The Divisional Court quashed the parole board's decision not to recommend the applicant's release and declared that he was entitled, subject to public interest immunity, to see all reports before the parole board.
The applicant was convicted of the murder of a 72-year-old woman in 1973 when he was aged 15. He was sentenced to be detained during Her Majesty's pleasure under section 53 of the Children and Young Persons Act 1933. By 1990 he had served the punitive or 'tariff' part of his sentence. He was released on licence in 1990 but in March 1991 he was arrested in relation to offences of dishonesty. His licence was revoked and he was recalled because he had lied to his supervising officers and because of the criminal charges. On 19 December 1991 the parole board, which had papers relating to the new offences, decided not to recommend his release on licence.
The new offences never came to trial because the indictments were tendered late. The applicant challenged the board's decision on the ground, among others, that he was entitled to see all the material before the board.
Edward Fitzgerald (Rodney King, Bristol) for the applicant; Guy Sankey QC (Treasury Solicitor) for the Home Secretary and parole board.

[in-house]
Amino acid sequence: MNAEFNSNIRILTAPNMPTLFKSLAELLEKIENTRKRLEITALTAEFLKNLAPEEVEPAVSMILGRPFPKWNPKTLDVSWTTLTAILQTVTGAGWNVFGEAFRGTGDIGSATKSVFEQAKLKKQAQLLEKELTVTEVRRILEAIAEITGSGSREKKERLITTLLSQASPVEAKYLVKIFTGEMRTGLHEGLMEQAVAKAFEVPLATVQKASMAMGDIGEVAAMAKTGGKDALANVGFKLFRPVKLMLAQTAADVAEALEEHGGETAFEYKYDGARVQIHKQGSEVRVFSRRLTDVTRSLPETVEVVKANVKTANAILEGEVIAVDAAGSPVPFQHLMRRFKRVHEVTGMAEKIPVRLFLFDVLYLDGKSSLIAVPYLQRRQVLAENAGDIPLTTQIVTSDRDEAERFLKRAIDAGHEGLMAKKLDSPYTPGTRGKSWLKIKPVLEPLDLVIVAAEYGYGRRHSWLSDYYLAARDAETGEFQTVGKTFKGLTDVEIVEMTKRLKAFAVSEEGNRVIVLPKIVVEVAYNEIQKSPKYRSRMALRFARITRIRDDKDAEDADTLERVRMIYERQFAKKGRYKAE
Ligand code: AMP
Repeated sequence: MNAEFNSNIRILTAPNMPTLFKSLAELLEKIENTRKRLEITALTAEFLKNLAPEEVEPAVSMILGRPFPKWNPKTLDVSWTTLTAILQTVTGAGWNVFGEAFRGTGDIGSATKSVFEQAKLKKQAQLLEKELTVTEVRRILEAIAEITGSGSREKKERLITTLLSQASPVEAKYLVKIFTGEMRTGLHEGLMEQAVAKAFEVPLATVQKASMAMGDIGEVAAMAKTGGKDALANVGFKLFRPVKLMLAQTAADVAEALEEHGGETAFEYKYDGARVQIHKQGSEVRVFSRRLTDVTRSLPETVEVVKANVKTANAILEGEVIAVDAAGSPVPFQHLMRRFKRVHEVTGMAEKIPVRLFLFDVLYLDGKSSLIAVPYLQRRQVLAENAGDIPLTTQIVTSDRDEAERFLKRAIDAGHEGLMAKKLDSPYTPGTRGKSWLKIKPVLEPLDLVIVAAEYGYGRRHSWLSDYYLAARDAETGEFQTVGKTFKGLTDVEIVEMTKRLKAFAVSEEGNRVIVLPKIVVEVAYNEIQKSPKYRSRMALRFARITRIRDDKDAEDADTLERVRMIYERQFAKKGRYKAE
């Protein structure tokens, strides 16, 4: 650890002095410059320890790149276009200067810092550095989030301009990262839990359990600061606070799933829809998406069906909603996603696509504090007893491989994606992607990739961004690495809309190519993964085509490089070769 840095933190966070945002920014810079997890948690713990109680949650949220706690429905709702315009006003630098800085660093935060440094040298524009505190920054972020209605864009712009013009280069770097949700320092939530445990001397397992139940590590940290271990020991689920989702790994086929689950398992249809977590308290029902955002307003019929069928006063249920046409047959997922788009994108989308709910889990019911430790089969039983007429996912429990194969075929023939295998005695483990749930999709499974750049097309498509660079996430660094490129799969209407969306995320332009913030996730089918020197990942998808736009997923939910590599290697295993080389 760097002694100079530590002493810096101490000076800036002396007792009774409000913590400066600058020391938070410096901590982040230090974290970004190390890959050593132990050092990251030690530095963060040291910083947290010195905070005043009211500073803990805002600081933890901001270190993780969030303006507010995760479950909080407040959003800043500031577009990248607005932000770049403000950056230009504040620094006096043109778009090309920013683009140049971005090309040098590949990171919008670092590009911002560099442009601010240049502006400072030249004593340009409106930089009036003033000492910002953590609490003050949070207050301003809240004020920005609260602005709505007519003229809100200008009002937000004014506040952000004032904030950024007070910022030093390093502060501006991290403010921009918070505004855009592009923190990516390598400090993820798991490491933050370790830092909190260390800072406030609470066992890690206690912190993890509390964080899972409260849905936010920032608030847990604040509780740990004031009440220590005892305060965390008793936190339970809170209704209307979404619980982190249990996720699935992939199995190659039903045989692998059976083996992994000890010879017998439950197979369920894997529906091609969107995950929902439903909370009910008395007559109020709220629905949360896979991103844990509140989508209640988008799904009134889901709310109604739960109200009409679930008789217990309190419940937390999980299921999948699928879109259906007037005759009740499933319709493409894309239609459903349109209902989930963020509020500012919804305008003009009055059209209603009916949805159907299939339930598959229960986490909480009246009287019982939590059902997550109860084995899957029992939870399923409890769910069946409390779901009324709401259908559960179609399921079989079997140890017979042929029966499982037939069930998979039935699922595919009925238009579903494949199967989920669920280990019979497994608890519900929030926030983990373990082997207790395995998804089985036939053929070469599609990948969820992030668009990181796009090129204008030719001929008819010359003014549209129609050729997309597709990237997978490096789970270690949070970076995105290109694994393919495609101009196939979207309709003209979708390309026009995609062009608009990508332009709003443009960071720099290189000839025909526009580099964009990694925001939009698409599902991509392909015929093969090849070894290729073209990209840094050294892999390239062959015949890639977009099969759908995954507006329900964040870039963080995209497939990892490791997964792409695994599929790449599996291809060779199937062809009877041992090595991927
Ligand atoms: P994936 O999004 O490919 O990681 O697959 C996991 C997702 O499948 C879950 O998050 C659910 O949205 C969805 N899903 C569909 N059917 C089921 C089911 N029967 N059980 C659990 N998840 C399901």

LORD JUSTICE EVANS said that the applicant made good his claim that natural justice entitled him to see, subject to any claim for public interest immunity, all reports before the parole board unless there was binding authority to the contrary.
R v Parole Board, Ex parte Wilson (1992) QB 740 decided that there was a difference between the rights of the discretionary and mandatory life prisoners. The applicant should be regarded as equivalent to a discretionary life prisoner. Therefore the decision in Payne v Lord Harris of Greenwich (1981) 1 WLR 754 did not preclude the court from holding that the applicant was entitled in fairness and justice to see the material placed before the parole board in December 1991. Mr Justice Morland agreed.
Ying Hui Tan, Barrister.Reuse content